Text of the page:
United States District Court, D. Arizona
Honorable Roslyn O. Silver, Senior United States District
Lisa Hall seeks default judgment against AmeriNational
Community Services, LLC (“AmeriNat”). Hall
requests the default judgment include an award of actual
damages, punitive damages, attorneys' fees, and costs.
Hall also requests the default judgment “order AmeriNat
to correct its reporting” regarding her credit history.
(Doc. 48 at 7). Because the complaint did not include this
latter request, the Court cannot provide such relief in a
default judgment. Therefore, Hall's monetary requests
will be granted but the request for injunctive relief will be
determining whether to enter a default judgment, courts
should evaluate seven factors. Eitel v. McCool, 782
F.2d 1470, 1471-72 (9th Cir. 1986). Here, an analysis of
those factors supports entry of default judgment. In brief,
Hall would suffer prejudice if default judgment is not
entered because she has no other avenue for relief; Hall has
alleged sufficient facts to state a claim for relief against
AmeriNat and, under the applicable statute, is entitled to
the monetary relief she seeks; the sum of money Hall seeks is
relatively modest and is proportional to the harms she
suffered; there are no disputes of fact because AmeriNat has
not appeared; there is no evidence that AmeriNat's
failure to appear was due to excusable neglect; and the
interest in resolving cases on their merits does not outweigh
the other considerations. Therefore, default judgment is
appropriate. The only remaining issue is the exact terms the
default judgment should include.
claim against AmeriNat is brought pursuant to the Fair Credit
Reporting Act (“FCRA”), 15 U.S.C. § 1681
et. seq. In her complaint, Hall alleged
AmeriNat's conduct caused her “embarrassment,
anguish, and emotional and mental pain.” (Doc. 1 at 5).
Based on that, the complaint sought actual damages, statutory
damages, punitive damages, costs and reasonable
attorneys' fees, “pre-judgment and post-judgment
interest, ” and “Declaratory Judgment that
[AmeriNat] violated the FCRA.” (Doc. 1 at 7). The
complaint did not seek any form of injunctive relief.
motion for default judgment is supported by an affidavit
where she explains she was denied a mortgage because of
“derogatory remarks” on her credit report due to
AmeriNat's failure to remedy inaccurate information.
(Doc. 50 at 2). Hall states she “suffered embarrassment
and stress related to the credit denial.” Based on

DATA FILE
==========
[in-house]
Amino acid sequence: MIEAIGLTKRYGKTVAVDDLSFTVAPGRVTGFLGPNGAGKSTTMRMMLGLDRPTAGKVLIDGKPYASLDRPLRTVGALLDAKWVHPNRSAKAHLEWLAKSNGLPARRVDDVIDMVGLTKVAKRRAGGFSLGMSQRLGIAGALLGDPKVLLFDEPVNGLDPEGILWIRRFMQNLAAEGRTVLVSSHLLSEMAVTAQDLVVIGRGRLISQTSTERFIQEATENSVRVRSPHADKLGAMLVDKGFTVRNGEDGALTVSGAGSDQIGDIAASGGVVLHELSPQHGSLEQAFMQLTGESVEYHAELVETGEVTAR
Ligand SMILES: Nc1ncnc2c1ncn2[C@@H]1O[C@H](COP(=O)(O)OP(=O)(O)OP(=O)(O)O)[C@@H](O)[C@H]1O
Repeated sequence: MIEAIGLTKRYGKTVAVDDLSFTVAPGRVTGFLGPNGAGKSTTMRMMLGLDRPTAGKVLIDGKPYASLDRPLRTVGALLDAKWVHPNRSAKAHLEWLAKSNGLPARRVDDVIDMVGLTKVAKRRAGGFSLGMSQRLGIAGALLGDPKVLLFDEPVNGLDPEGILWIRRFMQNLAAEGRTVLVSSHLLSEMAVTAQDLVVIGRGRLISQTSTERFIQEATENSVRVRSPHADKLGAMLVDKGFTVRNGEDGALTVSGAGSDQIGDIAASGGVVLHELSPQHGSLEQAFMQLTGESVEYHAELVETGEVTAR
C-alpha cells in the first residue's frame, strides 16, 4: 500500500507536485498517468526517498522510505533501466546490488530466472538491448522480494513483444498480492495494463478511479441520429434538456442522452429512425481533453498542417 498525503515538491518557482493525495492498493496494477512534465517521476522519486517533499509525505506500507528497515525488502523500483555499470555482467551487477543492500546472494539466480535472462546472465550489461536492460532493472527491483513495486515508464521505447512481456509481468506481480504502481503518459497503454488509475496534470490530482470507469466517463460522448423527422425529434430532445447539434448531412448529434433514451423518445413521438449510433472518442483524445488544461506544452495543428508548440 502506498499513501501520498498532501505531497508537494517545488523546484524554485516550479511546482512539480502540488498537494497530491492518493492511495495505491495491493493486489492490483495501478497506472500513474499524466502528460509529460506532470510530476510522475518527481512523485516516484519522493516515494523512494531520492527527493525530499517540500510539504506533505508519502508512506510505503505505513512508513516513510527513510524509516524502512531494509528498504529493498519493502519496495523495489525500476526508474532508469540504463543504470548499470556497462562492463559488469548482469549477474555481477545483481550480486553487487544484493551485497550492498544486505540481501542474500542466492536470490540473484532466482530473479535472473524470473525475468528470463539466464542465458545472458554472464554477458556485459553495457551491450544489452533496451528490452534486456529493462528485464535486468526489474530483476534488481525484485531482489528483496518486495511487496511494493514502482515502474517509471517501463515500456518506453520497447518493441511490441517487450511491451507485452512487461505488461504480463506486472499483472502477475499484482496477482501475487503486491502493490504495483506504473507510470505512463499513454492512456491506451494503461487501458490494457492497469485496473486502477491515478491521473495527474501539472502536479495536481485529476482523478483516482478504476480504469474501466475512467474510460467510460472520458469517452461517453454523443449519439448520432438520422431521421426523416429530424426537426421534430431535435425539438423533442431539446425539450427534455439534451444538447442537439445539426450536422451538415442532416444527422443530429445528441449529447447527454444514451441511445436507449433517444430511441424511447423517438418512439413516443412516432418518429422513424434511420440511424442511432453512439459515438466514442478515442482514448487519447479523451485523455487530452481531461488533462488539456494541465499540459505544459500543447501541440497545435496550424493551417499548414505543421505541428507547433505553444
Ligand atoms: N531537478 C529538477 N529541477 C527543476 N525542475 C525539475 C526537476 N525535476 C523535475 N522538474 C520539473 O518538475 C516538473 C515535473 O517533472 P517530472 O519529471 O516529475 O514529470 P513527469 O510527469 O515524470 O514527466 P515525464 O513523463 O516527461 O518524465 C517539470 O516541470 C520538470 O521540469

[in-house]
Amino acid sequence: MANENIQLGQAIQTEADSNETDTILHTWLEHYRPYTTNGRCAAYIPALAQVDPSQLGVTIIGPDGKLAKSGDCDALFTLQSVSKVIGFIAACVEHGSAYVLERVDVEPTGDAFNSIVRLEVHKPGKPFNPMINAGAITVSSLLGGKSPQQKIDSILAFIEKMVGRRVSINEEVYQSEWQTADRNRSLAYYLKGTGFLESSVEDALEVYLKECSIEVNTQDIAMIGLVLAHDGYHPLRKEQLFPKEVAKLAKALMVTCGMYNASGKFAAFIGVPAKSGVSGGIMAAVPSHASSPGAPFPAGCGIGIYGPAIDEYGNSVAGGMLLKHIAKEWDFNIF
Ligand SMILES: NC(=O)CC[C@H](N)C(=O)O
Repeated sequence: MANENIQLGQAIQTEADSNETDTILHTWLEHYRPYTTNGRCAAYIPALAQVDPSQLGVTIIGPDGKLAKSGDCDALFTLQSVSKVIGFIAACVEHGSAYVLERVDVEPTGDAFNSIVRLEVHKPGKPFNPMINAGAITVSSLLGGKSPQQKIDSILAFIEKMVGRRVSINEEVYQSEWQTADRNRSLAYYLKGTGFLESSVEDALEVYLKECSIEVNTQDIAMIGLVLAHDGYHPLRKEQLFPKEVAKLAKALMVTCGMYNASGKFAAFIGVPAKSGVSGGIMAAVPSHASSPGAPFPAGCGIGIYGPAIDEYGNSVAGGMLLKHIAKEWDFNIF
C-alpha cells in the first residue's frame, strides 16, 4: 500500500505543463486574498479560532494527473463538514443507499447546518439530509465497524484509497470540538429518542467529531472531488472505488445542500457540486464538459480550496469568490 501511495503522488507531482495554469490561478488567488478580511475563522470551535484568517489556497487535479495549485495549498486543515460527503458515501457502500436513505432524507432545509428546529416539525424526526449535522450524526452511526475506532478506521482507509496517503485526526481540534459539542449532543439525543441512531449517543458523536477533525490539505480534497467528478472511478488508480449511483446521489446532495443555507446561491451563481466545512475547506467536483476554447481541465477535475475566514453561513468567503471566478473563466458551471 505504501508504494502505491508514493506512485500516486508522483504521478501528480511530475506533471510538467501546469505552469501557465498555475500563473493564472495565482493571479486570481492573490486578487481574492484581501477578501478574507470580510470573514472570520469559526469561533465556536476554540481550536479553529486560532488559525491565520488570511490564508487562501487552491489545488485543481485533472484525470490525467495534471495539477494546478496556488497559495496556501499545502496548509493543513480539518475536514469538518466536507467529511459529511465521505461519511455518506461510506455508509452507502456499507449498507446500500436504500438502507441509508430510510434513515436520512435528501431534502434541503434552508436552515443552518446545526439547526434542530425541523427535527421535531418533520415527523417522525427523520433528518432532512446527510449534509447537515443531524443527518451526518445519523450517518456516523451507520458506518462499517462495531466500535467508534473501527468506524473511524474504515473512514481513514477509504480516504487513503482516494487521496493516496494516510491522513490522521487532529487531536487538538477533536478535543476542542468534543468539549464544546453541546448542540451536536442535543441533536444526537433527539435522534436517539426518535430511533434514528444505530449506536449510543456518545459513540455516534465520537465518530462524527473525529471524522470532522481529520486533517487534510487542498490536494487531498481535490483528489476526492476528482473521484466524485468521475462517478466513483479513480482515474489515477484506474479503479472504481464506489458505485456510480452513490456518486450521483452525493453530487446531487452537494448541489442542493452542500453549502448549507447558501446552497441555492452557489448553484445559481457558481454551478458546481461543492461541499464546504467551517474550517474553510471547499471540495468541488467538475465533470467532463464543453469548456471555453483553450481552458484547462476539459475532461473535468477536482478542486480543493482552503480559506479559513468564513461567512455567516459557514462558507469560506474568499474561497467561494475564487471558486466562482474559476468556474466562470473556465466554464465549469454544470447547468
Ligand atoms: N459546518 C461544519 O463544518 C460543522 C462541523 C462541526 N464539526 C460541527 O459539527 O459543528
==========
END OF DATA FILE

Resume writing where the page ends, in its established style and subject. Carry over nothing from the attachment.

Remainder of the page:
that, and the fact that AmeriNat willfully failed to correct
the information in her credit file, Hall seeks $5, 000 in
actual damages and $5, 000 in punitive damages. Hall also
seeks $5, 225 in attorneys' fees and legal costs of $40.
These amounts are similar to awards entered in analogous
cases. See, e.g., Kajbos v. Maximum Recover
Sols., Inc., No. CV09-1206-PHX-MHM, 2010 WL 2035788, at
*5 (D. Ariz. May 20, 2010) (default judgment awarding $5, 000
in actual damages and $3, 907 in attorneys' fees for
violation of Fair Debt Collection Practices Act); Perkons
v. Am. Acceptance, LLC, No. CV-10-8021-PCT-PGR, 2010 WL
4922916, at *4 (D. Ariz. Nov. 29, 2010) (default judgment
awarding $5, 000 in actual damages and $7, 388 in
attorneys' fees for violation of Fair Debt Collections
Practices Act). Hall will be awarded the full amount of
monetary damages she seeks.
the monetary damages, Hall's motion for default judgment
requests AmeriNat be ordered “to correct its
reporting” regarding her credit history. (Doc. 48 at
7). Pursuant to Federal Rule of Civil Procedure 54(c),
“[a] default judgment must not differ in kind from, or
exceed in amount, what is demanded in the pleadings.”
Hall's complaint seeks monetary damages and a declaratory
judgment but it does not seek any form of injunctive relief.
As explained by the Ninth Circuit, “[t]here is a
considerable difference between” an injunction that
“order[s] a [defendant] to conduct his activities in a
certain manner, ” and a declaratory judgment that
“simply pronounc[es] that [the defendant's] conduct
is unlawful and should be corrected.” Olagues v.
Russoniello, 770 F.2d 791, 803 (9th Cir. 1985). See
also Ulstein Mar., Ltd. v. United States, 833 F.2d 1052,
1055 (1st Cir. 1987) (“Injunctions and declaratory
judgments are different remedies. An injunction is a coercive
order by a court directing a party to do or refrain from
doing something, and applies to future actions. A declaratory
judgment states the existing legal rights in a controversy,
but does not, in itself, coerce any party or enjoin any
future action.”). Because the complaint did not seek an
injunction, the default judgment cannot order AmeriNat to
take action.… … … …
IT IS ORDERED the Motion for Default (Doc.
48) is GRANTED IN PART and DENIED IN
IS FURTHER ORDERED the Clerk of Court shall enter a
judgment against Defendant AmeriNational Community Services,
LLC, in the amount of $15, 265 inclusive of attorneys'
fees and costs. The Clerk of Court shall close this case.
 An award of actual damages is allowed
based on a negligent violation of the FCRA. 15 U.S.C. §
1681o. To receive punitive damages, the violation must have
been willful. 15 U.S.C. § 1681n(a). See also Safeco
Ins. Co. of Am. v. Burr, 551 U.S. 47, 53 (2007). Hall
alleges AmeriNat was informed six times of incorrect
information but took no corrective action. Such repeated
noncompliance with statutory duties establishes AmeriNat
acted willfully. See Id. (punitive damages can be
awarded based on “reckless disregard of statutory
Neither Hall's motion for default judgment proposed nor
her proposed default judgment includes any argument or
proposed language regarding the appropriate form of
declaratory relief. Therefore, ...